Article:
A boy is a boy
Jack Durish (firstname.lastname@example.org)
Fri May 08 13:58:47 1998
What some of you are saying is that a homosexual boy is not a boy at
all. Or that is what I think you are saying. It says that boys and girls
are allowed in Sea Scouts. So why the big fuss over letting a homosexual
Boy or Girl into Sea Scouts? A homosexual is just like everyone else,
they love, they hate, and they have all the same parts as a heterosexual
of the same gender. So they should join a private institution? Why? They
are integrated into the community just like everyone else. Society
doesn't ban them so why should we?
What rules would they be breaking?
Orange County California
Bill Claycomb wrote:
> I don't know if this has been responded to already -- my list is set to
> digest mode, so I only see it once a day, but I thought I would say a
> few words anyway.
> > It is interesting that two persons who have benefited from the > B.S.A.'s "relaxing" their standards have such opposing view points!
> Since I am someone who did not gain membership rights through the
> "relaxing" of standards, I feel justified in presented an opposing
> position. I do not mean to imply that anyone should feel unjustified in
> making comments, though some may feel that way due to previous comments.
> I feel that I, and the entire organization, benefited from the changes
> refered to. I don't think that was the original implication, however.
> This was:
> > Meaning, when "Boy" Scouting was first established, it was for boys
> > only. A couple of decades back, the B.S.A. woke up (at least > partially) and started admitting girls.
> > Did it weaken the program? Or did it expand it? I guess it is for > each of us to decide then accept (at least for a little while longer).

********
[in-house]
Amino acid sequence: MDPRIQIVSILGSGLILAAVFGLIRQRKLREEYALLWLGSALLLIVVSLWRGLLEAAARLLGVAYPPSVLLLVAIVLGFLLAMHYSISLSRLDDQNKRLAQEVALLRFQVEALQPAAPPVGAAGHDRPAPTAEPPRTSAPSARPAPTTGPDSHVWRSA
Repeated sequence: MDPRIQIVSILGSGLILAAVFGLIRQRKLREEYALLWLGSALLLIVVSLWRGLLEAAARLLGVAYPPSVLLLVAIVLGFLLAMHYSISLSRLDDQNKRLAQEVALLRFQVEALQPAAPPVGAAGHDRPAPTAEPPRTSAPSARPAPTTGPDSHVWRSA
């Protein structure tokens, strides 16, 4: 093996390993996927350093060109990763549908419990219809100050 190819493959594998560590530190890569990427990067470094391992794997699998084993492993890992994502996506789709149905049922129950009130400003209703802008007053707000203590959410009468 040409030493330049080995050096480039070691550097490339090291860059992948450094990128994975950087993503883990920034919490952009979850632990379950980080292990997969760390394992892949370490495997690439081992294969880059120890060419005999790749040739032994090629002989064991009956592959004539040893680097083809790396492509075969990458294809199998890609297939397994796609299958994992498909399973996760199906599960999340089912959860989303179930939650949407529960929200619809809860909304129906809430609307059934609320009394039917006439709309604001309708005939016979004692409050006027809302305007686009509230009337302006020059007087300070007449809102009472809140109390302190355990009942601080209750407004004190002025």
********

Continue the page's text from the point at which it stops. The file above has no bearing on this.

> I agree that the Boy Scouts decision to admit women was "waking up" to
> some extent, because the addition they make to the program is
> beneficial, and because their inclusion (and contributions) are
> consistent with the foundations of the program we enjoy. There is
> nothing in the Scout Oath or Law that makes any reference to gender,
> only to standards that both men and women are equally capable of
> There is, however, a point to be made against the inclusion of people
> that do not follow the guidelines set out by the Scout Oath and Law.
> That point is simple -- to join an organization, particularly a private
> organization (another hotly debated topic), you may be required to meet
> membership standards. If you do not meet those standards, you do not
> have any right to join, no matter how much money you get from the ACLU.
> (Sorry, couldn't resist that cheap shot).
> Basically, the issue of admitting women and the issue of admitting
> homosexuals or athiests is not the same. Because they are two issues
> that involve a growth in the potential membership base, they may seem
> similar, but when we examine the foundations of the arguments against
> each, we find that they are very different.
> I feel that the Boy Scouts are not only sending a message to the
> community, but a message to their own membership by taking a stand on
> this issue. That message might seem negative to some, but I prefer to
> think of it as a positive message: that we will not bend to pressure
> from special interest groups, that the BSA has standards that we have
> stood by and taught our children by since 1910, and we will continue to
> do so.
> In Scouting,
> Bill Claycomb